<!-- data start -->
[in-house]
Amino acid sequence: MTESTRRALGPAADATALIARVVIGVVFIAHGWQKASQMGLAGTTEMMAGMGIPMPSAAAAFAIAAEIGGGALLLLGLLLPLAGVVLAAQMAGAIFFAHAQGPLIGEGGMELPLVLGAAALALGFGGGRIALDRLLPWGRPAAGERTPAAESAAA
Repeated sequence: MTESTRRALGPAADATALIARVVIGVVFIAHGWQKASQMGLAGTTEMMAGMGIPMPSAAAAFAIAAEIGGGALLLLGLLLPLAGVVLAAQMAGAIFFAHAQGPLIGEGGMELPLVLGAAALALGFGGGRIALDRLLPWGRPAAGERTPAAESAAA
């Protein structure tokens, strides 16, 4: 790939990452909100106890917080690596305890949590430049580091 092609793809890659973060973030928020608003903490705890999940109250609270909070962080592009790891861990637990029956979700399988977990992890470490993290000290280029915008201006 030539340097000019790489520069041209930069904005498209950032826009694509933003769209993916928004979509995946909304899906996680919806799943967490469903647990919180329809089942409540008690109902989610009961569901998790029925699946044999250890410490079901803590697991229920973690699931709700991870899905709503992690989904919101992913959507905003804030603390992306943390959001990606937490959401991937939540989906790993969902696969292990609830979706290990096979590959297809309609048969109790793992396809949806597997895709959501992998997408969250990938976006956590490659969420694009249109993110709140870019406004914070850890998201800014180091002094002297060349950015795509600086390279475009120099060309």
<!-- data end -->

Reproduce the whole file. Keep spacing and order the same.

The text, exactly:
[in-house]
Amino acid sequence: MTESTRRALGPAADATALIARVVIGVVFIAHGWQKASQMGLAGTTEMMAGMGIPMPSAAAAFAIAAEIGGGALLLLGLLLPLAGVVLAAQMAGAIFFAHAQGPLIGEGGMELPLVLGAAALALGFGGGRIALDRLLPWGRPAAGERTPAAESAAA
Repeated sequence: MTESTRRALGPAADATALIARVVIGVVFIAHGWQKASQMGLAGTTEMMAGMGIPMPSAAAAFAIAAEIGGGALLLLGLLLPLAGVVLAAQMAGAIFFAHAQGPLIGEGGMELPLVLGAAALALGFGGGRIALDRLLPWGRPAAGERTPAAESAAA
């Protein structure tokens, strides 16, 4: 790939990452909100106890917080690596305890949590430049580091 092609793809890659973060973030928020608003903490705890999940109250609270909070962080592009790891861990637990029956979700399988977990992890470490993290000290280029915008201006 030539340097000019790489520069041209930069904005498209950032826009694509933003769209993916928004979509995946909304899906996680919806799943967490469903647990919180329809089942409540008690109902989610009961569901998790029925699946044999250890410490079901803590697991229920973690699931709700991870899905709503992690989904919101992913959507905003804030603390992306943390959001990606937490959401991937939540989906790993969902696969292990609830979706290990096979590959297809309609048969109790793992396809949806597997895709959501992998997408969250990938976006956590490659969420694009249109993110709140870019406004914070850890998201800014180091002094002297060349950015795509600086390279475009120099060309």